It’s been a while since we met the letter D in the vocabulary of fandom. After such a long silence, it’s just fair to continue with the elitist E.
Ebert’s Law: says that someone doesn’t need to be good at something to know that another person is bad at it. Said in other words, you don’t need to be a chef to recognize that food tastes bad. If you find a comment on your artwork or fan fiction piece stating that it’s rubbish, and you answer with a “you couldn’t do better,” then you’re breaking Ebert’s Law. This law is named after Roger Ebert, a film critic.
Elitist: a person who considers him or herself better fans than anybody else. Sometimes you see people defining themselves as “true fans.” These are elitists that are generally mocked as wannabes. There are no better nor true fans. Just fans enjoying fandom.
ELF: might refer to those beautiful humanoids that live in Rivendell. However, in this case, it’s an acronym for “Evil Lucas Fiction.” It refers to stories where Lucas Wolenczak is the target of mistreatment of all kinds: physical or emotional. (From seaQuest.)
Ensemble: are stories featuring most of the cast from a fandom. For example, fan fiction of Avengers Ensemble is all about the whole group. A team of characters appears together in het, slash, or mixed relationships.
Epistolary: are pieces of fan fiction that contain letters, emails, documents, articles, etc. They might be written like a letter or a document, or they can contain snippets of them.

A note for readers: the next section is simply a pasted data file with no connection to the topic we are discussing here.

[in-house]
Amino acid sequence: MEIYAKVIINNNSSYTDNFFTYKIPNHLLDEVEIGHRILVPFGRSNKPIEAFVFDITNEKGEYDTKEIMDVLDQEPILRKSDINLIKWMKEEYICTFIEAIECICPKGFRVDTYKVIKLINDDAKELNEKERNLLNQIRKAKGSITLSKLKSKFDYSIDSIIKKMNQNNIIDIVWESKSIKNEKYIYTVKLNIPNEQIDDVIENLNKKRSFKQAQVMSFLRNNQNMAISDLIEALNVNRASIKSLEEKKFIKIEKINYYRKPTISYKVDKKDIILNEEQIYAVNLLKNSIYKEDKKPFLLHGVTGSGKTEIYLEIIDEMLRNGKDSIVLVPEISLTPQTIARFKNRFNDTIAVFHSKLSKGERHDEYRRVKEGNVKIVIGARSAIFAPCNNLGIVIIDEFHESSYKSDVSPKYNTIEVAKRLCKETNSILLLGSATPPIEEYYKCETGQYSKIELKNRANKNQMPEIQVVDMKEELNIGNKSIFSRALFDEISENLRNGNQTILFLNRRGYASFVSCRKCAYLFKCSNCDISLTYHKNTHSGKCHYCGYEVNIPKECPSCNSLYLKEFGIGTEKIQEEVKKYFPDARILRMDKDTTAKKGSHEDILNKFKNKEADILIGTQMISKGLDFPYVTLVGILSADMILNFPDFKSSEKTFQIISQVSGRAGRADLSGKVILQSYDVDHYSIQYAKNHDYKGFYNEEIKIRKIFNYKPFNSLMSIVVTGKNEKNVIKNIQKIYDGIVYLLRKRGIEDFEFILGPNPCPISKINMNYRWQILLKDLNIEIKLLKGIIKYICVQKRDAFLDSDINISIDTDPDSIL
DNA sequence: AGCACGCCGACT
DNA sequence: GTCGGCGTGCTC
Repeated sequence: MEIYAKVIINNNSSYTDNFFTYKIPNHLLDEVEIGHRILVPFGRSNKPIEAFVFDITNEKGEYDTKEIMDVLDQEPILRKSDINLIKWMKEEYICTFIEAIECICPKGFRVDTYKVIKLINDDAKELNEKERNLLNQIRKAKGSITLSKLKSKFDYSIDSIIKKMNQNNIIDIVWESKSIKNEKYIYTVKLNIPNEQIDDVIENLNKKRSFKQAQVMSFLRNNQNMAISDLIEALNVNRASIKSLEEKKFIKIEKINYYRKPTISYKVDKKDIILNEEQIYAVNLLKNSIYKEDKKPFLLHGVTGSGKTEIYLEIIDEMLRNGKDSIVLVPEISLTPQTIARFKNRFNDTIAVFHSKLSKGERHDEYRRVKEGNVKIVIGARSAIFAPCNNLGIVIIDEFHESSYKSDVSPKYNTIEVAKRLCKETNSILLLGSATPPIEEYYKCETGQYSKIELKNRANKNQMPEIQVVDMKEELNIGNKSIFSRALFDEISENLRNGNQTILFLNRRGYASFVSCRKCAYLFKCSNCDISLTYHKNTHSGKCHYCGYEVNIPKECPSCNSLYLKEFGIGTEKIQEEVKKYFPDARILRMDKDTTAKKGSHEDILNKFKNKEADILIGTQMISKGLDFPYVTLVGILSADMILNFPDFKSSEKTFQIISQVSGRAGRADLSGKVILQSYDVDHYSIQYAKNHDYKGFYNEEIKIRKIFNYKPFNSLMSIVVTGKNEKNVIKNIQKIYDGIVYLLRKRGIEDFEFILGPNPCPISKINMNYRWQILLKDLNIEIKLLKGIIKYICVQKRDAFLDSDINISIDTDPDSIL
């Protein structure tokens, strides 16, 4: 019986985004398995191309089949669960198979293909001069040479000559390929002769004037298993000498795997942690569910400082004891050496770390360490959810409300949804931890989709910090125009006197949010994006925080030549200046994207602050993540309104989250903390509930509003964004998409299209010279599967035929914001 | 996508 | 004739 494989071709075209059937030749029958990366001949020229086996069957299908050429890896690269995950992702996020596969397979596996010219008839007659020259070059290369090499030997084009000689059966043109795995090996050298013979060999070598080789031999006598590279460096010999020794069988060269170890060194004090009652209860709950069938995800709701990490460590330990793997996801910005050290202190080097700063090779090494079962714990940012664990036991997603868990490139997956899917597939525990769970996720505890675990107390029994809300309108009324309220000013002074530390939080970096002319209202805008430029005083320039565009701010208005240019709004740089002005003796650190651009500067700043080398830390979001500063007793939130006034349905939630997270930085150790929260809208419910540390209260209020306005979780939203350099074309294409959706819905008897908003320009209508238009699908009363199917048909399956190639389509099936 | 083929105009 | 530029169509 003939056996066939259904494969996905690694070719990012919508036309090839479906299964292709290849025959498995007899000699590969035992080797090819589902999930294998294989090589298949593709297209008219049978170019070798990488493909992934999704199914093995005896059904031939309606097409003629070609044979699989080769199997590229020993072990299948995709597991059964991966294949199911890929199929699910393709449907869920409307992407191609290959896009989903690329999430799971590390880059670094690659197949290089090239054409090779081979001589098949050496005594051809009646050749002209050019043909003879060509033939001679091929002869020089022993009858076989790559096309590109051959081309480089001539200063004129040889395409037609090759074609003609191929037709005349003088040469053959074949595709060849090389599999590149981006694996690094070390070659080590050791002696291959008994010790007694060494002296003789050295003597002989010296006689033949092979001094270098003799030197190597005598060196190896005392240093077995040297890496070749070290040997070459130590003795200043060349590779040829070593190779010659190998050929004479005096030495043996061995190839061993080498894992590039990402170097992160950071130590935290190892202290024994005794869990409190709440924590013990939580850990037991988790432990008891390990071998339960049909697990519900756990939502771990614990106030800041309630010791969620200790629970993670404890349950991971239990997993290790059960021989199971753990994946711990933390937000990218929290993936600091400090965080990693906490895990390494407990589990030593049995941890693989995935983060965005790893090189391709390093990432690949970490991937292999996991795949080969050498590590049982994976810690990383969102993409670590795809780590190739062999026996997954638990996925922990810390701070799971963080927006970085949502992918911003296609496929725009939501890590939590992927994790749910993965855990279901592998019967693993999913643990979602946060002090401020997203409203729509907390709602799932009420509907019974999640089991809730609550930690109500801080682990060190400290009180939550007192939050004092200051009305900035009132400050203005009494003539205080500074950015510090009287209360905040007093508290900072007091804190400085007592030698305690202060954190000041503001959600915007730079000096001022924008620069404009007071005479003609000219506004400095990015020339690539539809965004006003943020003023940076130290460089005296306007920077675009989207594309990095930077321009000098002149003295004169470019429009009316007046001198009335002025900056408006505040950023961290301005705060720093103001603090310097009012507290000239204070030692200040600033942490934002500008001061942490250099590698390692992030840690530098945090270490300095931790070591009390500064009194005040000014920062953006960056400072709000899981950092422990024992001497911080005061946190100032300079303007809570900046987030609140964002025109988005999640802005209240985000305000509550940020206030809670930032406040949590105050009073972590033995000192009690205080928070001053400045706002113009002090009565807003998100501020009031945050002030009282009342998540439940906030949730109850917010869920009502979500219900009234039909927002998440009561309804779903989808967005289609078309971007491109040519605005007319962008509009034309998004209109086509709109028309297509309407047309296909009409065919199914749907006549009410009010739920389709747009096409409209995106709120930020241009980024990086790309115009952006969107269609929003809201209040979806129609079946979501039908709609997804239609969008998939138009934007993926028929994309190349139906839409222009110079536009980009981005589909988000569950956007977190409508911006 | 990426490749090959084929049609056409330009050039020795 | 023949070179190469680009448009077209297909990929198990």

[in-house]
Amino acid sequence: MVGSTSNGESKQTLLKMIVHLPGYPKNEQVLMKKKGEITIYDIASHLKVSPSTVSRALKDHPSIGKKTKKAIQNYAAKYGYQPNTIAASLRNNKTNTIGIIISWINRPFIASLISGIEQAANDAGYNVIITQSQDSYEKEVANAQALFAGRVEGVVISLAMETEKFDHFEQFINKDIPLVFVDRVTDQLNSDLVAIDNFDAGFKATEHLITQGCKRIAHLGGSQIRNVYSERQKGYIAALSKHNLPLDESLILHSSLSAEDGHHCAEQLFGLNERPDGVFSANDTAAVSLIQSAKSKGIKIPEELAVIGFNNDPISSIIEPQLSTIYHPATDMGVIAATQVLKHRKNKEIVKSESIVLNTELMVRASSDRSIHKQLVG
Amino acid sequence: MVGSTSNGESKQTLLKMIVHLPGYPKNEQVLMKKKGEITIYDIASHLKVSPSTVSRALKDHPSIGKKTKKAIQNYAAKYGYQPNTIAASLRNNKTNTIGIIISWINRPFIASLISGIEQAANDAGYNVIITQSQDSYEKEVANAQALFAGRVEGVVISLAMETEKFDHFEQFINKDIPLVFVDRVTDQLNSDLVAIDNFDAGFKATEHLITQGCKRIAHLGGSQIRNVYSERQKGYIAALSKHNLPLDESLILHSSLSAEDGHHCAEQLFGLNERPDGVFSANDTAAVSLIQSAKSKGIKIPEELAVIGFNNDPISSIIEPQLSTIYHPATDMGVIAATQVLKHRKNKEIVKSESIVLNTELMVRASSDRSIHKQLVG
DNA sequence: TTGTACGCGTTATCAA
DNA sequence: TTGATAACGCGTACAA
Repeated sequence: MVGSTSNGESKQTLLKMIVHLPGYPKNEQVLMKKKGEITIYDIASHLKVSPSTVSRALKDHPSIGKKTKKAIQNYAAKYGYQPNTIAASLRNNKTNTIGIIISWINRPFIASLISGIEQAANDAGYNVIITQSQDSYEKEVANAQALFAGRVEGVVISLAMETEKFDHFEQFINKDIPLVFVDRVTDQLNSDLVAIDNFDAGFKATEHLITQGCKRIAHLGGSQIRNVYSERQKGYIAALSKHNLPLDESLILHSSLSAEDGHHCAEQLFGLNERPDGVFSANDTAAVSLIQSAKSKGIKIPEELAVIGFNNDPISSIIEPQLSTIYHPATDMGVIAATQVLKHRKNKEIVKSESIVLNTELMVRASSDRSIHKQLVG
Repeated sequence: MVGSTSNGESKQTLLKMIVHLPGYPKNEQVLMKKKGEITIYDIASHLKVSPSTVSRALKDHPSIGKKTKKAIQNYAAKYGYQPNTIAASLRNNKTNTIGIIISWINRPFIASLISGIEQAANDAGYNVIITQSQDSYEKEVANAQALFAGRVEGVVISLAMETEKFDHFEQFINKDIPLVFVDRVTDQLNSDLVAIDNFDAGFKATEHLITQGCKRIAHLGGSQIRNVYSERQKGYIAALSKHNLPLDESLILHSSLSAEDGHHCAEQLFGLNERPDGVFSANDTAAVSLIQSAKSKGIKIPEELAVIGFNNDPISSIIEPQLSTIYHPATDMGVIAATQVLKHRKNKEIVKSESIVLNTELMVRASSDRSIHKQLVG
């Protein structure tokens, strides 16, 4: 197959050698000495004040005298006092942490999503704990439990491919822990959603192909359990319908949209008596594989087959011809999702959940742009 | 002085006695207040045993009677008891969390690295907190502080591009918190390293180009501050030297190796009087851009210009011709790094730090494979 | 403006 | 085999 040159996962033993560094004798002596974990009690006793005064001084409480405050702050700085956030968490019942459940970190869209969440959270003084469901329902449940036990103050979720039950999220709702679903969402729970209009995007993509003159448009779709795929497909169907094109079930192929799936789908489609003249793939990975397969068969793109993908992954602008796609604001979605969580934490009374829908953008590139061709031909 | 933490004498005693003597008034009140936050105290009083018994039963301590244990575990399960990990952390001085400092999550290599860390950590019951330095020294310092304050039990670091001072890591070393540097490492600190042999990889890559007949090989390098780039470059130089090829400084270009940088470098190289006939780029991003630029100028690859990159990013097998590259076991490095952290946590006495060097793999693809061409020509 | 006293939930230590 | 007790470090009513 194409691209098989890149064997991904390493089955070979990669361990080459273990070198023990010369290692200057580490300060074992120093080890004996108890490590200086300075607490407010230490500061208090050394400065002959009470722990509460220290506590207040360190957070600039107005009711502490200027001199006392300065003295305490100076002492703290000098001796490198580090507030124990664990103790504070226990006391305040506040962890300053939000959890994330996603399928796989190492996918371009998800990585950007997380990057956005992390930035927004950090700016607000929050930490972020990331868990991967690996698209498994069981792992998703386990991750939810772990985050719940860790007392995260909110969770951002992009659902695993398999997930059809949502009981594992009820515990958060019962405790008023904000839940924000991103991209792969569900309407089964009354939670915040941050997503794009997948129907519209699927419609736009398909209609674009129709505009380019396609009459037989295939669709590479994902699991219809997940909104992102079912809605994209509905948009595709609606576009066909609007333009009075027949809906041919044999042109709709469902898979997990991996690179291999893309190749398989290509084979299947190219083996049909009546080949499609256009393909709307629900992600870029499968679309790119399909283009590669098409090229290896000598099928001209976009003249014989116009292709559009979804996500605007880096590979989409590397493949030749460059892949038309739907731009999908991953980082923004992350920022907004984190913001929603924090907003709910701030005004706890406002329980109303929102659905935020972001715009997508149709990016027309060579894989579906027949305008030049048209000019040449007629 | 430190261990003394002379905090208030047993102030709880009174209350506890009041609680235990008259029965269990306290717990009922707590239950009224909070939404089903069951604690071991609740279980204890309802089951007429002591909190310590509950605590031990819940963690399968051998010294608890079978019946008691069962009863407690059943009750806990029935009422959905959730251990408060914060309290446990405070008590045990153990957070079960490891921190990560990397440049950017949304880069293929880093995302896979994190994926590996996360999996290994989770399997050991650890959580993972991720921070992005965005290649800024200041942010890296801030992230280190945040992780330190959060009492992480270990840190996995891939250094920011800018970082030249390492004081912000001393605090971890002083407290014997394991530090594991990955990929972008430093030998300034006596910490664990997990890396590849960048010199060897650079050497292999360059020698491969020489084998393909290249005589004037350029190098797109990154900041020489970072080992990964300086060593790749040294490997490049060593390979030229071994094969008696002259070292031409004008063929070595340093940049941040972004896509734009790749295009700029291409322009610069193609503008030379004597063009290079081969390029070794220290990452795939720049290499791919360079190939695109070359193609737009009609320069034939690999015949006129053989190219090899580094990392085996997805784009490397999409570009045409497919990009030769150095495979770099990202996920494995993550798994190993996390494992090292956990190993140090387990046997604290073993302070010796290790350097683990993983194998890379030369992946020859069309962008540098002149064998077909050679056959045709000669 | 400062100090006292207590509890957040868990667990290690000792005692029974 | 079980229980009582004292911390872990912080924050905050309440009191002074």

ER: is short for “established relationship.” It refers to stories featuring characters that already have an established relationship before the story began.
ETA: is short of “editing turn around.” It refers to a note that states that the author or commenter has added or corrected something in their writer after it. It can be a typo or a massive change in the text.
Eurominutes: are the extra minutes of an episode that were cut out from an American broadcast due to time and advertisements. Blame advertisers for losing episode goodness! (From Highlander.)
EWE: is a short for “epilogue? What Epilogue?” Some fans prefer to ignore the existence of the epilogue that JK Rowling wrote at the end of Harry Potter and the Deathly Hallows. In it, characters are married and have children. They just ignore this epilogue. (From Harry Potter.)
Eyesporking: is used when you want to emphasize that something is so terrible that your eyes are going to bleed or your brain is going to melt. If someone tells you that your fanfic is “eyesporkingly bad,” you’re doomed since this is the worst comment you can get. It means that the piece is so hideous and horrible that you want to pull out your eyes from their place, preferably with a spoon or a fork.
Have I missed any words? Leave them in comments 🙂
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